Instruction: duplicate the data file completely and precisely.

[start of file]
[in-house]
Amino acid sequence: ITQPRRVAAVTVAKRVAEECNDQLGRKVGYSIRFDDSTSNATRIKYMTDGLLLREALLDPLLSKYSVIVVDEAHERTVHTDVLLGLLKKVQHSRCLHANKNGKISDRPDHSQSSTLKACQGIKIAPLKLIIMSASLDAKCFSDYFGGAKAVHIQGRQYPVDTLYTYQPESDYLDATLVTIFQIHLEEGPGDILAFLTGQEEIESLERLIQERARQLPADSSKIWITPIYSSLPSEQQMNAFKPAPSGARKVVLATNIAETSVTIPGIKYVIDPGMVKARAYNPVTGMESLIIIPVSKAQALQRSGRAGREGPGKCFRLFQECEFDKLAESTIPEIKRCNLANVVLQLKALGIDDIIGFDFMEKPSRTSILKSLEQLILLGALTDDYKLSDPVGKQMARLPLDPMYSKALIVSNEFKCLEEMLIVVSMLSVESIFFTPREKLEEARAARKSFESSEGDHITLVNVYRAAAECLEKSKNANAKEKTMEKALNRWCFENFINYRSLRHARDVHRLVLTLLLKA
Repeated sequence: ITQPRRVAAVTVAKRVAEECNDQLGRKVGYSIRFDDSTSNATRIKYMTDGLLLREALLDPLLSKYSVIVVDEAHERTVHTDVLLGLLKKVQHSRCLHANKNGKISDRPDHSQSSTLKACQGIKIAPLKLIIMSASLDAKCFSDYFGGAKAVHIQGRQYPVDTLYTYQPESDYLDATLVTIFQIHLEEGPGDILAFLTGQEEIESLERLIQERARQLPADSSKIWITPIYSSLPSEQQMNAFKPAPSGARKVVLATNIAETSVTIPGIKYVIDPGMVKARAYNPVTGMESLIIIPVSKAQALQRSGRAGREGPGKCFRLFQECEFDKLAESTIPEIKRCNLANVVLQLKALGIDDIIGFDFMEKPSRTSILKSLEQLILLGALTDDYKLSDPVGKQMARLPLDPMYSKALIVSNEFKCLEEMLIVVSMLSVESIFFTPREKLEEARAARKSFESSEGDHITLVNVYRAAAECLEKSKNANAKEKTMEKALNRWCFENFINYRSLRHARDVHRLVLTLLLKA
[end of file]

[in-house]
Amino acid sequence: ITQPRRVAAVTVAKRVAEECNDQLGRKVGYSIRFDDSTSNATRIKYMTDGLLLREALLDPLLSKYSVIVVDEAHERTVHTDVLLGLLKKVQHSRCLHANKNGKISDRPDHSQSSTLKACQGIKIAPLKLIIMSASLDAKCFSDYFGGAKAVHIQGRQYPVDTLYTYQPESDYLDATLVTIFQIHLEEGPGDILAFLTGQEEIESLERLIQERARQLPADSSKIWITPIYSSLPSEQQMNAFKPAPSGARKVVLATNIAETSVTIPGIKYVIDPGMVKARAYNPVTGMESLIIIPVSKAQALQRSGRAGREGPGKCFRLFQECEFDKLAESTIPEIKRCNLANVVLQLKALGIDDIIGFDFMEKPSRTSILKSLEQLILLGALTDDYKLSDPVGKQMARLPLDPMYSKALIVSNEFKCLEEMLIVVSMLSVESIFFTPREKLEEARAARKSFESSEGDHITLVNVYRAAAECLEKSKNANAKEKTMEKALNRWCFENFINYRSLRHARDVHRLVLTLLLKA
Repeated sequence: ITQPRRVAAVTVAKRVAEECNDQLGRKVGYSIRFDDSTSNATRIKYMTDGLLLREALLDPLLSKYSVIVVDEAHERTVHTDVLLGLLKKVQHSRCLHANKNGKISDRPDHSQSSTLKACQGIKIAPLKLIIMSASLDAKCFSDYFGGAKAVHIQGRQYPVDTLYTYQPESDYLDATLVTIFQIHLEEGPGDILAFLTGQEEIESLERLIQERARQLPADSSKIWITPIYSSLPSEQQMNAFKPAPSGARKVVLATNIAETSVTIPGIKYVIDPGMVKARAYNPVTGMESLIIIPVSKAQALQRSGRAGREGPGKCFRLFQECEFDKLAESTIPEIKRCNLANVVLQLKALGIDDIIGFDFMEKPSRTSILKSLEQLILLGALTDDYKLSDPVGKQMARLPLDPMYSKALIVSNEFKCLEEMLIVVSMLSVESIFFTPREKLEEARAARKSFESSEGDHITLVNVYRAAAECLEKSKNANAKEKTMEKALNRWCFENFINYRSLRHARDVHRLVLTLLLKA